Researchers at the Buck Institute for Age Research used induced pluripotent stem cells, or iPSCs, from humans (to treat rodents) with Parkinson’s Disease, and may have found an efficient process for making such treatments.
The lab of Buck faculty member Xianmin Zeng changed stem cells, which had already matured into skin and blood cells, into ones that are pluripotent.
- Such pluripotent cells, including those more controversially derived from embryos are able to become any number of cells and could be used a wide variety of disorders.
- The trouble has been in getting induced pluripotent stem cells to survive after transplantation, stick to their tasks and correct behavioral problems caused by Parkinson’s,
- Human embryonic stem cells, or hESCs, have been found to survive and correct those problems.
Just as importantly, the protocol used at the Novato Institute could allow the neurons to be efficiently mass produced with good manufacturing practice standards being a prerequisite for moving iPSCs into clinical trials in humans.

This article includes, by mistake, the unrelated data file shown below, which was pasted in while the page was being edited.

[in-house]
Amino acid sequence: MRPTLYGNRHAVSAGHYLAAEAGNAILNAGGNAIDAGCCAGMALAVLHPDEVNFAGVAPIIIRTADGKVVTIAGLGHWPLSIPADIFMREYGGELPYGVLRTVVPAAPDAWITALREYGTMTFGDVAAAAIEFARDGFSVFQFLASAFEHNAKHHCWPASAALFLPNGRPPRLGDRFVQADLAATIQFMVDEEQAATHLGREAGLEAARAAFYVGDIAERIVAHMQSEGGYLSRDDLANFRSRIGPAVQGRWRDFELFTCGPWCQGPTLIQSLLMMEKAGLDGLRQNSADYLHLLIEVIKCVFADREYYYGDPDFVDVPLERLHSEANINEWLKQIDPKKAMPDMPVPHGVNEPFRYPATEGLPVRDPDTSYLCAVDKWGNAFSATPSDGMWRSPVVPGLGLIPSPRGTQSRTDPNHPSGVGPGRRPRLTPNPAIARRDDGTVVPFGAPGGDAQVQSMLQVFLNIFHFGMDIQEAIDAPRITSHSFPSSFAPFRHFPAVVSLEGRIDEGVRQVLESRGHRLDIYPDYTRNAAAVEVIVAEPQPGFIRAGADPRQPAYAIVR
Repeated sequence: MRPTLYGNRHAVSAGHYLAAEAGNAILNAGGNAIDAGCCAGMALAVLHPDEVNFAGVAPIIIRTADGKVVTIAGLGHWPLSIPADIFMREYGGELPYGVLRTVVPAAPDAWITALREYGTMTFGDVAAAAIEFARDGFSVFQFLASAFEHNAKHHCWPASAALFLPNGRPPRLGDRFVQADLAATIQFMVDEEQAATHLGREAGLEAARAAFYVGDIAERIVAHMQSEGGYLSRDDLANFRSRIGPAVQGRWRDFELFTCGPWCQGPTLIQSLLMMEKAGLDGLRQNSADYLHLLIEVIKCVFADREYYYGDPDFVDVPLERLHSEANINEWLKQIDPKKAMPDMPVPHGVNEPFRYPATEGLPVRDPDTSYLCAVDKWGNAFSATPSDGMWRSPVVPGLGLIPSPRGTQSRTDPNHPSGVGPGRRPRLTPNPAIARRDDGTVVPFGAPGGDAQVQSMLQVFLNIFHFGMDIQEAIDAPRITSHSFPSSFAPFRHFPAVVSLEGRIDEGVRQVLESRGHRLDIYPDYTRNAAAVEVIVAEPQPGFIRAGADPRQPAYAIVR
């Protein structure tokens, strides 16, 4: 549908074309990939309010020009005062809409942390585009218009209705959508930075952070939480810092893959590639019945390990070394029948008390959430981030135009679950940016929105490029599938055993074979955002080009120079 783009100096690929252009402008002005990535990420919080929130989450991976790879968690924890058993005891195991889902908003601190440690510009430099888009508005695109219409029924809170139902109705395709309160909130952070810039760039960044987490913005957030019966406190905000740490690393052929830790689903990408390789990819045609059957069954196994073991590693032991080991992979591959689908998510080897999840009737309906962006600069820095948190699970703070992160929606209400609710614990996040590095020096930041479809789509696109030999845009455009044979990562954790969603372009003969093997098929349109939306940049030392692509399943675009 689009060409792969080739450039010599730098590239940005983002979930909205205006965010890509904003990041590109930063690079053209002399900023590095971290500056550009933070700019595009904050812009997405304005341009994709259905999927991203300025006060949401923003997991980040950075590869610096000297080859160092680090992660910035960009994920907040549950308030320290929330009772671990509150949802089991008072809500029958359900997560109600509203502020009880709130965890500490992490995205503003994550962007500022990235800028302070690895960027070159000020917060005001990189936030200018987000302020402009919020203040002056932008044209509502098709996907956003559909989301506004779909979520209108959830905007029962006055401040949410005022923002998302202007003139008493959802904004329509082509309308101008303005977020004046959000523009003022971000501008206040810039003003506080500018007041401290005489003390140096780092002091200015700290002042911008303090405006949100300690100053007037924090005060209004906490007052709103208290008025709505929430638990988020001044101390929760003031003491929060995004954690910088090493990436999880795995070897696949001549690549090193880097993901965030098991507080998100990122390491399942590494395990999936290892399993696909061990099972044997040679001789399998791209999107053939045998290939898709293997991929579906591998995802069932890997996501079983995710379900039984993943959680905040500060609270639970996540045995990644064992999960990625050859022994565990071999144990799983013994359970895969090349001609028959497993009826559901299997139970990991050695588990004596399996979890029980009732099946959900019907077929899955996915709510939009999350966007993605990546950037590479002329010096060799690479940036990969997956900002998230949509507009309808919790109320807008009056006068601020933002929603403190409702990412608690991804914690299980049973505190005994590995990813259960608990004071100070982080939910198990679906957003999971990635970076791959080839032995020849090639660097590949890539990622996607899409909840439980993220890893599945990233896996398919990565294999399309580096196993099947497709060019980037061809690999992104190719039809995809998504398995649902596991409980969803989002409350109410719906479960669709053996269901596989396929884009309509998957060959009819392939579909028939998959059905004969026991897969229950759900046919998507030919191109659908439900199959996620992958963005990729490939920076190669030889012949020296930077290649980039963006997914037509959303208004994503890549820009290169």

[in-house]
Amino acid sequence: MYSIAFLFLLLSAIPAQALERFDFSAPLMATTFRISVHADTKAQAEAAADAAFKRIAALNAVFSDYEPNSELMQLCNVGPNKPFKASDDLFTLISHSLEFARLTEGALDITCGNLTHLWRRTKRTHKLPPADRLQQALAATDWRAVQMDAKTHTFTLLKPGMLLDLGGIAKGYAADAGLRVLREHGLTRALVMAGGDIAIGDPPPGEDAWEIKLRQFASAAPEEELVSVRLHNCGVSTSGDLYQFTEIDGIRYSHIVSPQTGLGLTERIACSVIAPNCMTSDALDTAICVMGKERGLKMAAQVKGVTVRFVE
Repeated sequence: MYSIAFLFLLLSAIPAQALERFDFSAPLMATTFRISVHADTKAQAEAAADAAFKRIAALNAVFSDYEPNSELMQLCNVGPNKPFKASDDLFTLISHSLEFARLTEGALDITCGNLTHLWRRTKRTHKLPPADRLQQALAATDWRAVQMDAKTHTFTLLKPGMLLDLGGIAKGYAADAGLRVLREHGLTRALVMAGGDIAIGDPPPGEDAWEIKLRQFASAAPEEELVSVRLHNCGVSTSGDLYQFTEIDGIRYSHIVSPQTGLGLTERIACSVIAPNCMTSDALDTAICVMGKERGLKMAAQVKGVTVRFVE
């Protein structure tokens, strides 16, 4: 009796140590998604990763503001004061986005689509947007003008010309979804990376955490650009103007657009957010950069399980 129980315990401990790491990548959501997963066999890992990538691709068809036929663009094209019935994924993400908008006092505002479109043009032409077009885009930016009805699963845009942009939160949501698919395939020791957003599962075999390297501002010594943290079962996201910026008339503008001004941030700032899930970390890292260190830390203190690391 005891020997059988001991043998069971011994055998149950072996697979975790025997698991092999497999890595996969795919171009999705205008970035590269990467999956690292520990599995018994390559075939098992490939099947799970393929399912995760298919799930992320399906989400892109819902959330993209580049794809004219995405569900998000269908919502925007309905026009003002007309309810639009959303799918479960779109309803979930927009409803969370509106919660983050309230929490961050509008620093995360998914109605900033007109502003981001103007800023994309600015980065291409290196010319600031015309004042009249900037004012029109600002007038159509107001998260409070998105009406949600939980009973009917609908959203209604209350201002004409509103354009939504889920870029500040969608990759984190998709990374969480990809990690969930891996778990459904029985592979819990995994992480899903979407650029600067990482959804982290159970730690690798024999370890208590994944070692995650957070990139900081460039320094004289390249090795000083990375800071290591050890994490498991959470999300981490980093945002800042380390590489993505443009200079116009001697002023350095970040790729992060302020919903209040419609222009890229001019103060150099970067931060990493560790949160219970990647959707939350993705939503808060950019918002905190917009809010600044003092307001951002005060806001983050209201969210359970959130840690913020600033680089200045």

- Zeng’s lab coaxed the skin and blood cells to become dopamine-producing neurons, according to research published in the online edition of the journal Stem Cells,
- Parkinson’s patients lack sufficient dopamine, a neurotransmitter produced in the mid-brain that aids several critical functions, including motor skills.
The neurons in the Zeng lab’s study were transplanted into rats that had mid-brain injury similar to that found in humans with Parkinson’s. The research was supported by grants from the California Institute for Regenerative Medicine, the Larry L. Hillblom Foundation and the National Institutes of Health. (HWM and R Leuty, SF Business Times)